In the body, the increased release of extracellular vesicles may occur as a result of cell activation because of stress factors such as: temperature, osmotic pressure changes, tension arising during the flow in the vessels or as a result of factors leading to cell apoptosis . On the other hand, in vitro concentration of extracellular vesicles in the blood component depends on: the conditions of transport of whole blood collected from donors, the method of separation into individual blood components (RBC, FFP and PC), the composition of the enrichment solutions in which they are suspended, as well as the storage conditions of blood components. Thus, increased EV formation may already occur during the collection and transport of Whole Blood (WB). Due to the small size of the extracellular vesicles, e.g., 0.2 to 2.0 μm, it is very likely that they may not be removed during preparation and may be present in all blood components obtained from this unit of WB, e.g., in RBC, PC and FFP. It turns out that also during the storage of blood components, a significant release of EV occurs [16,17]. Devalet et al.  showed that during RBC storage there is an increase in the number of EV from red blood cells from 1779 / μl to 218,451 / μl and a decrease in the mean clotting time, from 117.2 ± 3.6 s on the day of collection to 33. 8 ± 1.3 s in the final storage period of this blood component. This may reflect the phospholipid-dependent procoagulant activity that may result in venous thrombosis. These studies are consistent with previous observations indicating an increased risk of venous thrombosis in patients after RBC transfusion .
The influence of different types of plastics on the formation of EV released from platelets was also analyzed. Research by Gemmell et al.  showed that the release of EV (CD41 +) from WB stored in polypropylene containers was higher compared to WB stored in polyvinyl containers . Increased release of EV due to activation of platelets due to contact with the container wall was also confirmed in the studies by Bode et al. [2,3]. On the other hand, Gelderman et al.  showed that in the Platelet Concentrates obtained by apheresis on the 6th day of their storage, a significant increase in EV from platelets (CD41a +), leukocytes (CD45 +), and erythrocytes (CD235a +) is found .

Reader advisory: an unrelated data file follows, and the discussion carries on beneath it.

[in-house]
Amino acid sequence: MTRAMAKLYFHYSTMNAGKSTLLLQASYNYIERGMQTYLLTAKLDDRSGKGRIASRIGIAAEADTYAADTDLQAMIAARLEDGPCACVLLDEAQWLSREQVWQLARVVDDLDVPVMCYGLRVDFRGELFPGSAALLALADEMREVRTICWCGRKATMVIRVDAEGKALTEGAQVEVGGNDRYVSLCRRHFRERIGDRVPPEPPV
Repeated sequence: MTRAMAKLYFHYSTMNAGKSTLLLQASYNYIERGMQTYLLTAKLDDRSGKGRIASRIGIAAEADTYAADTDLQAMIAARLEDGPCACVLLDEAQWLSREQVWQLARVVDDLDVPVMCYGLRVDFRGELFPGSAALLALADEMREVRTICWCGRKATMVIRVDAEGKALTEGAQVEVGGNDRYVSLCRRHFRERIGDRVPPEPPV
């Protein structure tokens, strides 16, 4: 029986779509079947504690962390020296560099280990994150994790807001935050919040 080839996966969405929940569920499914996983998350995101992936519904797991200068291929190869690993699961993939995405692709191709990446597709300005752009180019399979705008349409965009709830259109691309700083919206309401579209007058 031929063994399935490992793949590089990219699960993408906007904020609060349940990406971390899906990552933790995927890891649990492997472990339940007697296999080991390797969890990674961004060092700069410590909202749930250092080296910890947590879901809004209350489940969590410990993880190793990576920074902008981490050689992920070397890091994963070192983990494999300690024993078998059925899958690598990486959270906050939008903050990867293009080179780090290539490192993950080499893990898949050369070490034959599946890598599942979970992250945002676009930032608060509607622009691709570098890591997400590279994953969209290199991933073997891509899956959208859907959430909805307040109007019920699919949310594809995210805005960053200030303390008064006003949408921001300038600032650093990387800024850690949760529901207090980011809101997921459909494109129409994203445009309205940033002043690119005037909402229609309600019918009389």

The presence of a significant number of EV, mainly of platelet origin, was found in Fresh Frozen Plasma and Cryoprecipitate. The number of released EV correlated with the number of platelets in FFP . Probably the release of EV from platelets occurred during the cycle of freezing and thawing blood components. The number of microvesicles in FFP was 250 times higher compared to the number of EV detected in fresh plasma . The results of the pooled PC studies showed an increase in EV (CD41 +) in preparations stored for 2–5 days. Other researchers also present observations on the increase in the number of EV (CD42 + CD41 +) in PC during 5 days of their storage . In the filtered PC components, the release of EV is higher than in the non-filtered PC . Rubin et al.  studied the release of erythrocyte microvesicles during RBC storage. In other observations of researchers, the effect of temperature on EV release was observed. It has been shown that during RBC storage at 4 oC, the number of EV released from erythrocytes gradually increases. At the end of the validity of RBC, the increase in erythrocyte EV was 20-fold higher compared to the day on which the blood component was obtained. On the other hand, the studies conducted by Merten et al.  showed that two hours after RBC transfusion in the recipient's circulation 2.4-fold increase in EV concentration is found in comparison to the concentration before transfusion.